Public Sector Innovation Month is upon us, which means a range of awards, activities and events focused on new ideas inside the bureaucracy that ultimately lead to better outcomes in the community.
Heather Smith, secretary of the Department of Industry, Innovation and Science, launched this year’s festival of free-thinking last night at the National Portrait Gallery. Events are taking place almost entirely in Canberra this year, with the flaghip being the Innovation Awards for employees of the ACT and Commonwealth governments.
It’s an opportunity to “take stock” of work over the past year and celebrate the positive achievements of public servants, she said. The award winners will be announced at Questacon on July 23.
She said these kinds of projects demonstrated there was a level of creativity and innovation within the public sector that “belies the stereotype of the slow and bureaucratic public service” and added that she believed government agencies could do a lot better at “communicating” and celebrating their success stories.
Innovation, Smith observed, was a cyclical process involving “stopping and starting, getting knocked off course, [and] regaining traction” repeatedly. “It’s what any of the start-ups and entrepreneurs will tell you; how to tolerate complexity, how to embrace experience, be OK with failure, and try again.”
Smith emphasised the importance of empowering the next generation of keen young public servants, particularly those who earn places in graduate programs, to think of better ways to run the machinery of government. When any sort of cultural change is desired, the younger generations always play a key role.
The event was hosted by two grads, Jamie Crowe from DIIS and Emily Casey from the Australian Bureau of Statistics, who spoke about some of their recent experiences, like being supported by senior mandarins to run a “graduate forum on data culture” which led to a series of roundtables and finally the establishment of a new “data network” across the APS, which includes over 100 grads from 16 agencies.
The APS and ACT public sector innovation award winners will be announced later in Innovation Month. There are 12 finalists across three categories: citizen-centred innovation; culture and capability; and digital and data. A video was played at the launch (below), showing snippets of their pitches to the judging panel.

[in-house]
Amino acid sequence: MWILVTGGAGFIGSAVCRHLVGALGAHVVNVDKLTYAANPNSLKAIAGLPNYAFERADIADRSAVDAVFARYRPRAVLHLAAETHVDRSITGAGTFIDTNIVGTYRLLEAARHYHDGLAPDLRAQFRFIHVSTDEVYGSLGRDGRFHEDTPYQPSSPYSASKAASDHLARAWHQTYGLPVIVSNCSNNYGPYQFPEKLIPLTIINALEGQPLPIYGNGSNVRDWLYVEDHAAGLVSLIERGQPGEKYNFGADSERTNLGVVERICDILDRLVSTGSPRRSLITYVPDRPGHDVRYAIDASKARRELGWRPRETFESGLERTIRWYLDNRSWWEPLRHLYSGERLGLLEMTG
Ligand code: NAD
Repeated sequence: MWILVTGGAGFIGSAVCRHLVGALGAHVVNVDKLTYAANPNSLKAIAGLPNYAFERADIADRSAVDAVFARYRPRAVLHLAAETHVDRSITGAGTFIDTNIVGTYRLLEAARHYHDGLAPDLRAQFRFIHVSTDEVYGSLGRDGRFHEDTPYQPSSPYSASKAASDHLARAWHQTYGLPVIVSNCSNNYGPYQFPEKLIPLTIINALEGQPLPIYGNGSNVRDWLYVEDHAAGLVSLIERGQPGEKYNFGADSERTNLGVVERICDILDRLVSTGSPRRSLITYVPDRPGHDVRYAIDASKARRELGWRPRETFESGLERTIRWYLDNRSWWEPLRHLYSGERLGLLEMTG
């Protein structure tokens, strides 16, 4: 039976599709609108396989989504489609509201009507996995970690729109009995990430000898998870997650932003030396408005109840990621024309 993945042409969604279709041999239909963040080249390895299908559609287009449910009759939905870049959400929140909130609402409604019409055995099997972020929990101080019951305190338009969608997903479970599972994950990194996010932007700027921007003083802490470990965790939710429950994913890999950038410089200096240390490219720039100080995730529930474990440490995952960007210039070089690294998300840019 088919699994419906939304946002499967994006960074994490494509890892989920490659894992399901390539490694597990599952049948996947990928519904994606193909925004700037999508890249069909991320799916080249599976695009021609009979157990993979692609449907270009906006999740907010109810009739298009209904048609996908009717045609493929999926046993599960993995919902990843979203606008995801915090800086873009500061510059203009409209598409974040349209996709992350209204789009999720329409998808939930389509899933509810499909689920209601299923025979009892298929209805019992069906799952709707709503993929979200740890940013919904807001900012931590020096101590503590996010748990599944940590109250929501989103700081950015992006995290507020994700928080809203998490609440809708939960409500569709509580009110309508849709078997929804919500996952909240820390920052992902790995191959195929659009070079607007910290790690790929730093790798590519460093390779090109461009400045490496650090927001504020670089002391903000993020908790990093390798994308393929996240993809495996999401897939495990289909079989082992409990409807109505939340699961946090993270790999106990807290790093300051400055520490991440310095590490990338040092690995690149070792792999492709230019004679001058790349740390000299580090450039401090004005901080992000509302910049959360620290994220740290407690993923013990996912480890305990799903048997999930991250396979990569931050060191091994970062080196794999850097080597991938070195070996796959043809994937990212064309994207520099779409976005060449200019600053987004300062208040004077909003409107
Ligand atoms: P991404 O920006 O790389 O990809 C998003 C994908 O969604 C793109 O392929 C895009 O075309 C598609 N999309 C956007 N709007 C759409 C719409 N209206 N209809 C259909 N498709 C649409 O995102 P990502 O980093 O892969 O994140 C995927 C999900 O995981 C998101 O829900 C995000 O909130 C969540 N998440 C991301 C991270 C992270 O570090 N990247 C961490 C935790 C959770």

Prime Minister and Cabinet chief Martin Parkinson also picked up the same theme of harnessing youthful enthusiasm, rather than beating it out of the lower-grade employees by saying ‘no’ all the time.
“As much as I hate to admit it, I think the best thinking about ideas and innovation in the public service are more likely to come from [the younger] cohort, than from Heather’s and my cohort,” Parkinson said, drawing a groan when he referred to the “old people” in the front row.
The word itself is almost worn out from overuse, he admitted, but he said innovation need not have a complex meaning and that APS grads were regularly demonstrating it.
“They’re having a go at doing things differently. They’re trying to revise and refine what we do, so that we get a little better at it each and every time, and that’s all innovation really is.”
He also went slightly off-script to endorse comments made by review panel chair David Thodey in The Mandarin — its terms of reference are deliberately broad so it can “go where the evidence leads it” — and to cheekily cock a snoot at some of Canberra’s eminent ex-APS commentators, who have questioned the idea, the terms of reference and the independence of the review secretariat.
He admitted it was an ambitious undertaking and said that while it was the “first root-and-branch review” since the 1970s Coombs Royal Commission, it was not a “revisit” of that inquiry. It was about looking ahead, not back.
“So, all those former public servants who get to write long and tedious articles in certain local papers: get over yourselves.”
Parkinson said the situation was summed up by the popular saying that past performance is no indicator of future performance. “We’ve had decades of fantastic performance but we face a fundamentally different situation going forward, and what has served us well today may not — and I say may not, because we don’t know yet — may not serve us well tomorrow.”
The panel has already held over 40 meetings and will run written submissions through “artificial intelligence and natural language processing” and attempt to glean insights that way, he revealed.
Most of his speech, however, focused on APS forays into data analytics, behavioural economics and the like.
The pre-prepared notes for the rather upbeat address — in some ways, perhaps a little too optimistic — are available from the PM&C website, along with a list of APS innovation success stories, the announcement of a new nationwide citizen-satisfaction survey and some remarks about the APS Review.
A video of the event (below) includes both speeches and the candid Q&A session with Parkinson.
All images: RLDI. Videos by Contentgroup.